Monday, April 13, 2009

Psychiatric Advance Directives: A Tool for Adult Sufferers

Several questions arose on the Around the Dinner Table forum about what to do when a child turns 18. In the US, 18 means a person is in charge of his or her own medical decisions, and parents have to ask permission to view medical records and are not implicitly part of the decision-making process when it comes from determining proper care for their child's eating disorder.

So what should parents do before their eating disordered child turns 18?

My answer to this question depends a little bit on their status in recovery. If your child is still acutely ill, getting them to approve a psychiatric advance directive may be difficult. The eating disorder will probably not like this idea very much. However, if they are thinking more rationally and are embracing recovery at least somewhat, this may be an opportunity to prepare one of these documents.

What is a psychiatric advance directive, anyway?

They're a lot like a living will, except for psychiatric care. The idea of the document comes from the understanding that mental illness frequently robs the sufferer of the ability to make the best decisions for their own care, especially when the illness becomes severe. Mental illness can also rob a person of the ability to even understand that they are ill, which can lead to court-ordered treatment. Although this treatment is certainly life-saving, it also prevents a sufferer and his/her family from having much say in the course of treatment.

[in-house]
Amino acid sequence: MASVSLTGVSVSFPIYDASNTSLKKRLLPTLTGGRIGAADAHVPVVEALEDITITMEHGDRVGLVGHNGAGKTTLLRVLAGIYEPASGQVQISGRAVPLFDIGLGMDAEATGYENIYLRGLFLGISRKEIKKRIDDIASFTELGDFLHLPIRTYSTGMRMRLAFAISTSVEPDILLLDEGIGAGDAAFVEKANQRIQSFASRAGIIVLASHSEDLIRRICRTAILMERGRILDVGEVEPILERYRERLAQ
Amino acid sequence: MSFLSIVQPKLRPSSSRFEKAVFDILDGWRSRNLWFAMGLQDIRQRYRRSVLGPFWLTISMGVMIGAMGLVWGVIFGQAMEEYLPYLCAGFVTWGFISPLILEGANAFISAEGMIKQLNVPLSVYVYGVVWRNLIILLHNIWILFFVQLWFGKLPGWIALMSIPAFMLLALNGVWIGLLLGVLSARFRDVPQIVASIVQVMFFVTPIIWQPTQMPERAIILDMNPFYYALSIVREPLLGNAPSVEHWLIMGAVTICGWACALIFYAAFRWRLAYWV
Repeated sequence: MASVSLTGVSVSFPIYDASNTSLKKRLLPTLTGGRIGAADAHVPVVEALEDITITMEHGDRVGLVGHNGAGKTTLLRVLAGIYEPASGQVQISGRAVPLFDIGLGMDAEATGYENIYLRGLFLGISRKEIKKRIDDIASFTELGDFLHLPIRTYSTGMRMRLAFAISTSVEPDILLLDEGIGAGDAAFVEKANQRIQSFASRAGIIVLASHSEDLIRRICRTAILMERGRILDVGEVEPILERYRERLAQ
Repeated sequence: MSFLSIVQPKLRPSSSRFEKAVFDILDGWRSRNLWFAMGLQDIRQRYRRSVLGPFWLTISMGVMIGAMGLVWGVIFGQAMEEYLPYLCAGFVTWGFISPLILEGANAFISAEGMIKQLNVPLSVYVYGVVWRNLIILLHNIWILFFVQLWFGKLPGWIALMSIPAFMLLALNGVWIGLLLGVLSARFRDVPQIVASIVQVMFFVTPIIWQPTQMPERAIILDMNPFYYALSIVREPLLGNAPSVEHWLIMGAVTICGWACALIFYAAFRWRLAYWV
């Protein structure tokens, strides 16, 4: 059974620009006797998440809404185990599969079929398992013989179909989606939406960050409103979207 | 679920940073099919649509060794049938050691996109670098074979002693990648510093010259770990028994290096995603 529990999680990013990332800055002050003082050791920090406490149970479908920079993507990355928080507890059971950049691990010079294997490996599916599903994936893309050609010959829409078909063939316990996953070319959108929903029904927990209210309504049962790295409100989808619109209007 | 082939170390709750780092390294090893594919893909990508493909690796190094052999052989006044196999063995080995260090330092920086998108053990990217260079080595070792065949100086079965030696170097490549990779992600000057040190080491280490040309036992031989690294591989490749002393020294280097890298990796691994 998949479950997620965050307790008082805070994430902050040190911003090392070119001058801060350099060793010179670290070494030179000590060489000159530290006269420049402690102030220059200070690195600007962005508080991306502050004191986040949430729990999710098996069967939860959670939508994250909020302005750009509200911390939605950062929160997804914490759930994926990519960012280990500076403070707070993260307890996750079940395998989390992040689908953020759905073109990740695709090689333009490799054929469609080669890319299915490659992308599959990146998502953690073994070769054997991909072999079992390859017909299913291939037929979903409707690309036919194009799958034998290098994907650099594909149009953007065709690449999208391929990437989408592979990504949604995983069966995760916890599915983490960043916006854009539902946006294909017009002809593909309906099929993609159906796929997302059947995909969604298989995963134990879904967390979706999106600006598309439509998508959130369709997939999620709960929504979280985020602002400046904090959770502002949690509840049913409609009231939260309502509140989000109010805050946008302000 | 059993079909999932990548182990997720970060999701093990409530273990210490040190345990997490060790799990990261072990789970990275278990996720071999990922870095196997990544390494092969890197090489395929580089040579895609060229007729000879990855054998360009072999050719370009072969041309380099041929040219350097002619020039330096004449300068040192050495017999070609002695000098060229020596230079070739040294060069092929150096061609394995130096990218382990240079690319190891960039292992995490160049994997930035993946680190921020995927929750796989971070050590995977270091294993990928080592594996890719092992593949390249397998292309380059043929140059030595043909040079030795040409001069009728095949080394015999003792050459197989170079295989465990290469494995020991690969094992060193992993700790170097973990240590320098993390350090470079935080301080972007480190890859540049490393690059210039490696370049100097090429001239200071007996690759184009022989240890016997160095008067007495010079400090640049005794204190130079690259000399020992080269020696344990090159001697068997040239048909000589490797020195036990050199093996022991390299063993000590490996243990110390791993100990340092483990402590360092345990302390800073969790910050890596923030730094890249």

A psychiatric advance directive is typically written during periods of recovery/remission, and spells out the kind of care the sufferer would like to receive if their illness ever renders them incapable of making these decisions in the future. Furthermore, the sufferer can specify an "agent" (such as a parent/guardian/caregiver) to make these decisions in their place.

The sufferer can provide instructions on hospitalization, alternatives to hospitalization, medications, treatment, etc. The document can specify who should be contacted if the individual does end up in a psychiatric unit, who should take temporary custody of any children, etc. The document must be signed by the sufferer, two witnesses and then notarized.

The Bazelon Center for Mental Health Law says that psychiatric advance directives have three main advantages:
    • An advance directive empowers you to make your treatment preferences known.
    • An advance directive will improve communication between you and your physician. It can prevent clashes with professionals over treatment and may prevent forced treatment.
    • Having an advance directive may shorten your hospital stay.
Laws vary from state to state, and psychiatric advance directives have not been tested much at all in courts of law. However, it may be a useful tool in helping to protect an adult child in the event of a future relapse.

More information on psychiatric advance directives:

From The Bazelon Center for Mental Health Law
From The National Alliance on Mental Illness
From Duke University
FAQs on psychiatric advance directives
National Resource Center on Psychiatric Advance Directives
Templates for creating an advance directive

If you have any questions, I would consult with a family lawyer. They would be able to answer most questions you might have.

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